Now in this case, we've already had it hinted that the central bank will keep rates where they are for about a year, so that $1000 is pretty secure. That means that rates could go up half a point and you'd still be ahead. If they went up 3/4's of a point though you'd have $1000, -$475, -$450... still ahead, but only by $75 over the entire course of the mortgage. Anything 1% or higher after the first year and you'd have been better to lock in.

As it's impossible for the variable rate to go lower for technical reasons, and it is being goosed to the max to fight deflation, personally I think the probability is very high that when they do raise rates, it will very quickly jump up 2-4%, at least, perhaps higher. The question is, which year would that be? 2010? 2011? 2012? What happens if it goes up 4% the second year? You'd have $1000, -$6,650, -$6,300, for a total loss of $11,950.

All things considered, if I weren't waiting out the end of my prime - .75, I'd be tempted to lock in for 10 years right now.
Thanks for crunching in the numbers. My mortgage is 376k, so there is approximately twice as much potential for loss or gain (from your calculation assuming a mortgage of 200k). If I look at the lowest current 5 year fixed, it is 4.05%. The current lowest 7 year fixed is 5.35%. If historically, the banks have always made more money on fixed mortgages, can I safely say that the average variable rates over the next 7 years will probably still be lower than 5.35%?
 

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Thanks for your reply. My income is fairly stable, and I am not counting on my wife's income. I considered a couple of interest rates, and I think that the most interest I can afford for my mortgage is around 4.5 to 5%. If every body seem to agree that the interest rates can only go up from here, the question that comes to mind is how high, and how soon the interests will go up.
Hey,

Just wanted to mention, if you're looking for a fixed rate mortgage (even if you're not), you may want to go to ingdirect.ca and put a hold for 120 days on the rate. I've done this as I'm thinking of switching my mortgage, but am waiting a few months to see if the rates go up so my IRD will be lower.. Bonds seem to be slowly on the way up, so fixed rates likely will too...

not trying to plug ING, but for the 120 day hold, you automatically get the lowest rate they have within those 4 months.. no strings.
 

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Discussion Starter #8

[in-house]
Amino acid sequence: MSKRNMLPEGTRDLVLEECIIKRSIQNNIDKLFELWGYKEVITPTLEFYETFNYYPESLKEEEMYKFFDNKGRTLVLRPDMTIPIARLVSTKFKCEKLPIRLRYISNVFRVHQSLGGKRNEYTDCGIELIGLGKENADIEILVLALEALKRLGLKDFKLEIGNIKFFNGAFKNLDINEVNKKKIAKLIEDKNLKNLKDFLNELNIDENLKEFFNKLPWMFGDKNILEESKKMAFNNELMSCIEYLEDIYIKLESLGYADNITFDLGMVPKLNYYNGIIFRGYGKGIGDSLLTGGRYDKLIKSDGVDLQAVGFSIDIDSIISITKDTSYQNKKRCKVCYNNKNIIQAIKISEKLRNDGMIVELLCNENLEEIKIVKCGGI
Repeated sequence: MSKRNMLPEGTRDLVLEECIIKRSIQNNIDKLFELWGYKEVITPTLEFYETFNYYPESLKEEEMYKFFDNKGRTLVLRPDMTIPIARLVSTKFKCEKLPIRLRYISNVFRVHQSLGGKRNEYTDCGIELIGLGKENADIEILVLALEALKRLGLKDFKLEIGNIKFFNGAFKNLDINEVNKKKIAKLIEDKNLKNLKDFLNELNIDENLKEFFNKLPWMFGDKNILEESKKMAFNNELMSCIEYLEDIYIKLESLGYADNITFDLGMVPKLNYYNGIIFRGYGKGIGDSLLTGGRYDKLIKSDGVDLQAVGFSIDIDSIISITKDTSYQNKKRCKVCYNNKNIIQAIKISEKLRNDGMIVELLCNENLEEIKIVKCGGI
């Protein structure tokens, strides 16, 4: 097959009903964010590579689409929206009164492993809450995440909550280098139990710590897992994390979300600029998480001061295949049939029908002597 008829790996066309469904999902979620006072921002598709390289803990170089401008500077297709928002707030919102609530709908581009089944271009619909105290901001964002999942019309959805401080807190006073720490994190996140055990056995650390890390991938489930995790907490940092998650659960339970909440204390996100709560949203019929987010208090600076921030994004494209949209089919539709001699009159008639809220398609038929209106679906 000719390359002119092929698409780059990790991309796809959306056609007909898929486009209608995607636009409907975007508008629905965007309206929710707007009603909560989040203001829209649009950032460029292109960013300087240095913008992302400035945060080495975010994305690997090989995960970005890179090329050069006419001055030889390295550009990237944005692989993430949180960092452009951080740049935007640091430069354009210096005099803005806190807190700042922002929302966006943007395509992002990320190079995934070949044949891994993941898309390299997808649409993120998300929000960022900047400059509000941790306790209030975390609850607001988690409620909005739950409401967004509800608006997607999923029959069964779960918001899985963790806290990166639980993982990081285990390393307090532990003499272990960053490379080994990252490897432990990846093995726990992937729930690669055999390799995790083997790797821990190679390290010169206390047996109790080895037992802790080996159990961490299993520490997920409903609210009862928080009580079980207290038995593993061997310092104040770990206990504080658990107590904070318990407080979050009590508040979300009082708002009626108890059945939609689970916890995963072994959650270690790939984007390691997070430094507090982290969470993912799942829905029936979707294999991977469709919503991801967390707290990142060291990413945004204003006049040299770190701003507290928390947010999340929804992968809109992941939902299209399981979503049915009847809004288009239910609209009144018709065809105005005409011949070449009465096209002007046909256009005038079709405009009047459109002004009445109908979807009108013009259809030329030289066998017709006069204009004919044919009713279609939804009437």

Hey,

Just wanted to mention, if you're looking for a fixed rate mortgage (even if you're not), you may want to go to ingdirect.ca and put a hold for 120 days on the rate. I've done this as I'm thinking of switching my mortgage, but am waiting a few months to see if the rates go up so my IRD will be lower.. Bonds seem to be slowly on the way up, so fixed rates likely will too...

not trying to plug ING, but for the 120 day hold, you automatically get the lowest rate they have within those 4 months.. no strings.
In my case, the closing is in about two months from now, so I have to make up my mind in the next few weeks :) but thanks for your input.
 

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If every body seem to agree that the interest rates can only go up from here, the question that comes to mind is how high, and how soon the interests will go up.
Nobody can give you an answer to that.

If you can't afford the mortgage if interest rates double in 5 years, you should pass.
 

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If you can't afford the mortgage if interest rates double in 5 years, you should pass.
Excellent advice. Realistically current homebuyers have to be cautious not to get caught up in the media or RE market's attempts to make this market look attractive. Yes prices have come down, but we're no where near what prices will be if prime rates were to move above 5% in short order. Then you would see a serious correction in RE prices and only those who could really afford a home at a specific price would get pre-approved for one. Give yourself room in your budget/income to consider what would happen if rates went up. Even if you can make your payments today doesn't mean you'll be able to in the future when you re-finance. My feeling is that in 5 years time there will be a lot of people refinancing from a position of a 5% downpayment who won't be able to afford their home with where rates will be.
 

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Discussion Starter #11
If you can't afford the mortgage if interest rates double in 5 years, you should pass.
I appreciate your input. However, I cannot back out now as my offer for the house has already been accepted, and the closing is in two months' time.
The current locked rate I have is 3.15%, and is for 3 years. I have not yet signed the mortgage papers and am still shopping around for other mortgage products that may suit my situation.

To narrow it down, I think there are two options for me:

1. take the three year mortgage and hope by the end of the 3 year term, the rates will not have gone up so much.

2. See if I can get a decent 7 year mortgage (currently the rates are at 5.35%)

The first option is not as risky as it may appear because my wife will be back from her mat leave soon.